Every player remembers their 'welcome to the NBA' moment

Yahoo Sports Canada
Welcome to the NBA, kid. (Ciaran Breen/Yahoo Sports Canada/Getty Images)
Welcome to the NBA, kid. (Ciaran Breen/Yahoo Sports Canada/Getty Images)

After getting passed on at the 2019 NBA Draft, Terence Davis took an invite from the Denver Nuggets to play at summer league. After scoring 22 points and hitting five 3s in his debut, his agent Adam Pensack called. 

The defending champion Toronto Raptors were offering a fully guaranteed contract. 

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This was Davis’s making it to the NBA moment.

A few months later, with the Raptors in Saitama, Japan for two preseason games against the Houston Rockets, he got his welcome to the NBA moment. 

Inside a sold out crowd at Saitama Super Arena, Davis watched as Russell Westbrook shot 1-for-6 from 3. Sitting on the bench, the rookie guard couldn’t help but chime in. 

“I yelled out to Westbrook,” Davis says. “I said, ‘That shit broke.’”

Westbrook overheard and walked over to the Raptors bench to address Davis. James Harden was not far behind. Both of them fired back.

“They let me have it,” Davis says. “They were talking to me bad. I’m talking about bad. They welcomed me to the league.”


Around the NBA, everyone has their first moment in the league they still remember. Everyone starts out as a rookie and when you’re a first-year player, whether it’s a trash-talk exchange, getting owned by a more experienced player, or scoring your first point in the league, those memories stay with you forever. 

NBA rookies are also not above being starstruck by sharing the court with players they grew up watching.

Meyers Leonard was a 20-year-old rookie when he entered the league with the Portland Trail Blazers in 2012. 

On opening night, the Blazers hosted the Los Angeles Lakers. Leonard played 21 minutes and scored four points in his NBA debut, but that’s not what he remembers from that evening. 

“I checked into the game,” Leonard says. “And a few possessions later there was a foul. It was my first game, I’m going 100 miles an hour, and I’m preparing to block out and I look to my right and Kobe Bryant is standing right there.”

After the game, Leonard was excited to share the moment with his family and friends. That evening, he was also named an honorary captain and shared an exchange with Bryant at center court prior to tip-off. After Bryant passed away a few weeks ago, Leonard shared a photo of their exchange on Twitter. 

“I remember thinking, ‘I’m standing next to Kobe Bryant right now,’” Leonard says. “I’m just a dude from the middle of nowhere in Southern Illinois. How am I here right now?”

Leonard isn’t the only player who followed Bryant’s career growing up. Austin Rivers, part of the same rookie class, was another. Years later, the Houston Rockets guard remembers breaking his hand in a game against the Lakers during his rookie season.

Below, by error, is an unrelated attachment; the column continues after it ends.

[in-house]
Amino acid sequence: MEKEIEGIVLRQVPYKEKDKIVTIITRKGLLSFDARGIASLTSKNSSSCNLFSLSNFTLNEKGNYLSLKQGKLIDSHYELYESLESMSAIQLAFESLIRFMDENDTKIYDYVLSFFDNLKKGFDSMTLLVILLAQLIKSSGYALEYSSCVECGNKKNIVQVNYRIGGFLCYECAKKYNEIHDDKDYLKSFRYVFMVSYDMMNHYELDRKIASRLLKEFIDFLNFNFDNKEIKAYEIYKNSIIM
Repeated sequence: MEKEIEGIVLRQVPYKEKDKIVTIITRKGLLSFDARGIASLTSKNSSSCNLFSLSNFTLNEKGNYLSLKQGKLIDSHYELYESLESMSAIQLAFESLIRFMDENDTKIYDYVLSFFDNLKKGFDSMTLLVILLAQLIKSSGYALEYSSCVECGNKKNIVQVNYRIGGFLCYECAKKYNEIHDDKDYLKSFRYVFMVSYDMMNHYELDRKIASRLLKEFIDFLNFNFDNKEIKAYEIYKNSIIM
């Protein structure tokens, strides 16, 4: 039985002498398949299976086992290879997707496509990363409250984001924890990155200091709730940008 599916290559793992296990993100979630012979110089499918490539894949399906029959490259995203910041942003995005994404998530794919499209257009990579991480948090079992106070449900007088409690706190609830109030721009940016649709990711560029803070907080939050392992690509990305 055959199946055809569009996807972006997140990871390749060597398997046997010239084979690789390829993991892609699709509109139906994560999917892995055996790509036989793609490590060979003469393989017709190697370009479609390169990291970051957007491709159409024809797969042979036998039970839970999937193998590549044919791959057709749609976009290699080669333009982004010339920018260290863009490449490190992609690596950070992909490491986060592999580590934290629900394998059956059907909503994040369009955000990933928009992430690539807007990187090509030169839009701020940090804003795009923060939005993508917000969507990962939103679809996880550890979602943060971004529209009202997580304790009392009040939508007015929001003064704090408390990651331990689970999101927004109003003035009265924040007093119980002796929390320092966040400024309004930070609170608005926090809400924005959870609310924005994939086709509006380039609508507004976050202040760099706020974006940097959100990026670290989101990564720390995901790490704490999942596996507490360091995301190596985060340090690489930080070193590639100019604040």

“But it wasn’t about that,” Rivers says. “Just playing against him was unbelievable.” For the 27-year-old guard, his welcome to the NBA moment came in the locker room before New Orleans played the Lakers. 

Head coach Monty Williams wrote up defensive assignments on the whiteboard prior to tip-off. “They were like, ‘Austin, you have Bryant,’” Rivers says. “It was surreal. That was the guy I looked up to. That was my welcome to the league moment.”


Austin Rivers will never forget his first encounter with Kobe. (Photo by Stacy Revere/Getty Images)
Austin Rivers will never forget his first encounter with Kobe. (Photo by Stacy Revere/Getty Images)

When Kevin Love joined the NBA in 2008 with the Minnesota Timberwolves, he played in a league filled with all-star power forwards. “One night I would be going up against Dirk Nowitzki,” Love says. “Then the next night it would be Kevin Garnett.”

But no one left an impression more than Tim Duncan. In the fourth game of his NBA career, Love matched up against the five-time champion and future Hall of Famer. Duncan went to work on Love right away, facing up against the rookie and hitting one of his signature mid-range jumpers.

“He didn’t really talk much,” Love says. “He put the ball off the glass and I was like, ‘Man, what can I even do about that,’ and Tim said, ‘Young fella, there’s really not much you can do.’”

Other first NBA moments now escape Love’s memory. When asked about his first basket in the NBA, Love only remembers that he scored within the first few seconds of checking into the game. 

After playing in four NBA Finals, winning a championship, and scoring countless other baskets on a much bigger stage, it probably makes sense for Love to no longer hold on to the memory of his first NBA points. 

For other younger players who have yet to establish themselves, it’s still a moment that is worth taking a trip down memory lane for.